1. Paul, I read this over the weekend and share my sentiments with you. Loneliness seems to be a huge issue, quite understandably, for many of my elderly patients who have experienced cumulative losses. I just finished a consult on a lady with a new stroke who wants to stay in the hospital as long as possible because she is getting "so much more attention than back at the nursing home." Many of my homebound patients for whom I make house calls never want me to leave, and the conversation often continues long after I have completed the history, physical, medication reconciliation, and sometimes even played with their pets or talked with the family members. This is one of the toughest true dilemmas I believe we face in geriatrics, as there certainly is no easy answer for many of our patients who might not have the luxury of transportation to senior centers or families. I love your idea about screening for loneliness at every new encounter right along with depression and cognitive screening. My biggest fear, though, is that I'm going to get a lot of "yeses," and suspect I am ill prepared to adequately address them all! It is at least something with which we in health care can all strive for – our patients deserve it!

  2. Thanks for writing about this. I am curious about how social media might help decrease sense of isolation in patients with prolonged hospital stays. Using sites, not only like facebook, patientslikeme, carepages, but also some that allow stories to be told legacies collected: 1000memories for example.
    Also, shared gaming experiences – such as those put forth by HopeLab might help.
    Just some thoughts…

  3. Wow, this really hits home as I see patients with frequent hospitalizations and wonder about their loneliness. Hospice patients who outlive their and their families expectations, heart failure patients that get lots of aggressive therapy on admission and need to return every 6 weeks or so for the same and see quite content to do so. We are fortunate to have a program of volunteer med students who 'visit' patients and families evenings and weekends and really help to provide..the caring presnce of another human being, without an agenda. But how to provide that at home???

  4. "I often use the simple screening tool, “Are you sad or depressed?” in clinical practice. Now my follow-up question for the elder living alone will be, “Are you lonely?”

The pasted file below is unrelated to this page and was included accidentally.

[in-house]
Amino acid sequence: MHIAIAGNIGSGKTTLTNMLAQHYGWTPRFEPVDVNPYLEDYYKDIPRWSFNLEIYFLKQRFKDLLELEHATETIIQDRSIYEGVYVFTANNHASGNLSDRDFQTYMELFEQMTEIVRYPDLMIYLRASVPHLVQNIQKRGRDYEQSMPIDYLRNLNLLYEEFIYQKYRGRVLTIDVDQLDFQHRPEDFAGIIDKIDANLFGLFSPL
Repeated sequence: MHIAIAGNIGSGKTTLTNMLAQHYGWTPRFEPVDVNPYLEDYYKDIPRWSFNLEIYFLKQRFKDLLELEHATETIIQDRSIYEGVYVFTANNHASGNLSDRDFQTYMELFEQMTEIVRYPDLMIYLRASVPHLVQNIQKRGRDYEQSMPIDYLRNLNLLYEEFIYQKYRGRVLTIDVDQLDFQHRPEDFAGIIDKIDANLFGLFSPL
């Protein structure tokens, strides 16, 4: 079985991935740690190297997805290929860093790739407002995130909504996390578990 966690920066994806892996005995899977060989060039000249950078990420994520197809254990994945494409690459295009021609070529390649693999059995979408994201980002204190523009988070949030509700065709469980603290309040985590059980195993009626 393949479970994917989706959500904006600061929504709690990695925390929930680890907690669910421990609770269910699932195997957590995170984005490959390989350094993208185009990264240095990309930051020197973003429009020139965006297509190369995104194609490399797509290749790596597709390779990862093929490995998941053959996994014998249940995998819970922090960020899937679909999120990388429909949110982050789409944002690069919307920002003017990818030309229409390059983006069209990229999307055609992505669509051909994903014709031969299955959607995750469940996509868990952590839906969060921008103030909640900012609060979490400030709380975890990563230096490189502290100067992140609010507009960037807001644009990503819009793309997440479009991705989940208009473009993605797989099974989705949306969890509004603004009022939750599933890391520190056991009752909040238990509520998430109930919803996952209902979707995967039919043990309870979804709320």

Loneliness always creep the old ones for theirs is a long memory of many experiences and loved ones, ones with them and then gone. I don't know, but if you doc knows already that your elderly patient is lonely, then what could be the cure for that loneliness, eh?

  5. I agree that in general it's not worth screening for things if you don't have a response. In this case, it might reframe how I proceed with somatic complaints and to what degree I work up. More importantly it would help me activate a Team to work to decrease isolation. SW is a big part of that, but community too.

    I think social media is a great idea for helping here.

    One of the best interventions we did in LTC was start a Wii bowling club. One of our "shut-in" leave-me alone types became one of the biggest participants.

  6. During a clinical rotation in a nursing home, I was struck by how many patients screened negative for depression on the GDS, but were tearful and admitted loneliness when asked how they'd been doing lately. So often I'd see 2 residents in similar situations just down the hall from each other. Of course, HIPAA prohibits me from saying, "Hey – Mr. X in room 301 is lonely too! Go stop by!" I settled on a generic "Many other people here might feel the same way. Ask someone you see at meals to take a walk with you and see how you get along."

    But the experience definitely got me thinking about how nursing homes in general emphasize collective experiences with activities like concerts and bingo (things that look good in brochures), but do little to foster one-on-one friendships between residents. I noticed residents who attended many activities, but still felt lonely and longed for connection and conversation.

Leave a Reply

Your email address will not be published. Required fields are marked *

Back To Top